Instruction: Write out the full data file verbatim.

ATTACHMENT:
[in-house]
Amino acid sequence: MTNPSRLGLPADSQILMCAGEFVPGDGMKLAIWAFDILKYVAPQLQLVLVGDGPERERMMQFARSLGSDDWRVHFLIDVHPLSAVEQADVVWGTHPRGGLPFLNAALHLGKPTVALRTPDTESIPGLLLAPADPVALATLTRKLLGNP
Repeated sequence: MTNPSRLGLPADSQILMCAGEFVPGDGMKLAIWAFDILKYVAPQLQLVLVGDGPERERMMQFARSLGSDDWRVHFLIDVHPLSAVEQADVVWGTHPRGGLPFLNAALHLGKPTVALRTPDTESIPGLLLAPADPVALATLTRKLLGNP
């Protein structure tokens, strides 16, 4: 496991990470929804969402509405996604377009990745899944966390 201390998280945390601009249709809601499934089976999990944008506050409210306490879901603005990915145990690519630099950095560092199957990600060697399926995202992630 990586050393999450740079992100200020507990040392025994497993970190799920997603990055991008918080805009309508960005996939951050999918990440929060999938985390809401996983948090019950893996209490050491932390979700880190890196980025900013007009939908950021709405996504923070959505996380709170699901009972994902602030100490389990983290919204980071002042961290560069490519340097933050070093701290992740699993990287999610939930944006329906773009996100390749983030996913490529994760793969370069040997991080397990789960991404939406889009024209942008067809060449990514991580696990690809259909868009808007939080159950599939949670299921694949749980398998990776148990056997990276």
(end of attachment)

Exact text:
[in-house]
Amino acid sequence: MTNPSRLGLPADSQILMCAGEFVPGDGMKLAIWAFDILKYVAPQLQLVLVGDGPERERMMQFARSLGSDDWRVHFLIDVHPLSAVEQADVVWGTHPRGGLPFLNAALHLGKPTVALRTPDTESIPGLLLAPADPVALATLTRKLLGNP
Repeated sequence: MTNPSRLGLPADSQILMCAGEFVPGDGMKLAIWAFDILKYVAPQLQLVLVGDGPERERMMQFARSLGSDDWRVHFLIDVHPLSAVEQADVVWGTHPRGGLPFLNAALHLGKPTVALRTPDTESIPGLLLAPADPVALATLTRKLLGNP
């Protein structure tokens, strides 16, 4: 496991990470929804969402509405996604377009990745899944966390 201390998280945390601009249709809601499934089976999990944008506050409210306490879901603005990915145990690519630099950095560092199957990600060697399926995202992630 990586050393999450740079992100200020507990040392025994497993970190799920997603990055991008918080805009309508960005996939951050999918990440929060999938985390809401996983948090019950893996209490050491932390979700880190890196980025900013007009939908950021709405996504923070959505996380709170699901009972994902602030100490389990983290919204980071002042961290560069490519340097933050070093701290992740699993990287999610939930944006329906773009996100390749983030996913490529994760793969370069040997991080397990789960991404939406889009024209942008067809060449990514991580696990690809259909868009808007939080159950599939949670299921694949749980398998990776148990056997990276």